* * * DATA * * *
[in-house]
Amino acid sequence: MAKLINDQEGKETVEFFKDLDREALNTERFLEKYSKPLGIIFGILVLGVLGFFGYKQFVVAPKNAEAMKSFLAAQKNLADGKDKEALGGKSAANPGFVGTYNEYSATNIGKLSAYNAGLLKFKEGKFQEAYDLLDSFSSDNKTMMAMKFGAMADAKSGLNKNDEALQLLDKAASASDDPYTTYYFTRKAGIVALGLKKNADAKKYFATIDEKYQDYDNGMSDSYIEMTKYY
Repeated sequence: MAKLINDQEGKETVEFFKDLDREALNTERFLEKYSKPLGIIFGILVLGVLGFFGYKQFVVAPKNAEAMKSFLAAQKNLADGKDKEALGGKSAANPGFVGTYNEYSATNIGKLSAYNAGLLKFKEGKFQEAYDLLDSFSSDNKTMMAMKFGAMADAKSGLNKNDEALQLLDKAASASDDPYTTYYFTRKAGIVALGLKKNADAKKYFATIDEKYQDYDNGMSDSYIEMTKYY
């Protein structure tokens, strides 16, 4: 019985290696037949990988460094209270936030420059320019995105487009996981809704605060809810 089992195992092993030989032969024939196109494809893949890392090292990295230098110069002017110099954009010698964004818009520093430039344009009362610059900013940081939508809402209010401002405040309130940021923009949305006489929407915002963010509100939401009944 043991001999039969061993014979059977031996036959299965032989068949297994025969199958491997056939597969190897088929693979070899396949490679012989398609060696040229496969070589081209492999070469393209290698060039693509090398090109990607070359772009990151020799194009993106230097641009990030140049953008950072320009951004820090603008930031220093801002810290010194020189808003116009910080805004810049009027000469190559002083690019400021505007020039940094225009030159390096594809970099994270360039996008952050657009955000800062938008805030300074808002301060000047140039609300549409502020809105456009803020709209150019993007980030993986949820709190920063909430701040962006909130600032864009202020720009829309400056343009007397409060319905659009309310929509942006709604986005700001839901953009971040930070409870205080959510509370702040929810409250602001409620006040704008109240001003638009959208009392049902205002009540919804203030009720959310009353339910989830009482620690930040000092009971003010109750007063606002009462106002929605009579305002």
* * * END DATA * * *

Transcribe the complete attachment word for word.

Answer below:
[in-house]
Amino acid sequence: MAKLINDQEGKETVEFFKDLDREALNTERFLEKYSKPLGIIFGILVLGVLGFFGYKQFVVAPKNAEAMKSFLAAQKNLADGKDKEALGGKSAANPGFVGTYNEYSATNIGKLSAYNAGLLKFKEGKFQEAYDLLDSFSSDNKTMMAMKFGAMADAKSGLNKNDEALQLLDKAASASDDPYTTYYFTRKAGIVALGLKKNADAKKYFATIDEKYQDYDNGMSDSYIEMTKYY
Repeated sequence: MAKLINDQEGKETVEFFKDLDREALNTERFLEKYSKPLGIIFGILVLGVLGFFGYKQFVVAPKNAEAMKSFLAAQKNLADGKDKEALGGKSAANPGFVGTYNEYSATNIGKLSAYNAGLLKFKEGKFQEAYDLLDSFSSDNKTMMAMKFGAMADAKSGLNKNDEALQLLDKAASASDDPYTTYYFTRKAGIVALGLKKNADAKKYFATIDEKYQDYDNGMSDSYIEMTKYY
């Protein structure tokens, strides 16, 4: 019985290696037949990988460094209270936030420059320019995105487009996981809704605060809810 089992195992092993030989032969024939196109494809893949890392090292990295230098110069002017110099954009010698964004818009520093430039344009009362610059900013940081939508809402209010401002405040309130940021923009949305006489929407915002963010509100939401009944 043991001999039969061993014979059977031996036959299965032989068949297994025969199958491997056939597969190897088929693979070899396949490679012989398609060696040229496969070589081209492999070469393209290698060039693509090398090109990607070359772009990151020799194009993106230097641009990030140049953008950072320009951004820090603008930031220093801002810290010194020189808003116009910080805004810049009027000469190559002083690019400021505007020039940094225009030159390096594809970099994270360039996008952050657009955000800062938008805030300074808002301060000047140039609300549409502020809105456009803020709209150019993007980030993986949820709190920063909430701040962006909130600032864009202020720009829309400056343009007397409060319905659009309310929509942006709604986005700001839901953009971040930070409870205080959510509370702040929810409250602001409620006040704008109240001003638009959208009392049902205002009540919804203030009720959310009353339910989830009482620690930040000092009971003010109750007063606002009462106002929605009579305002």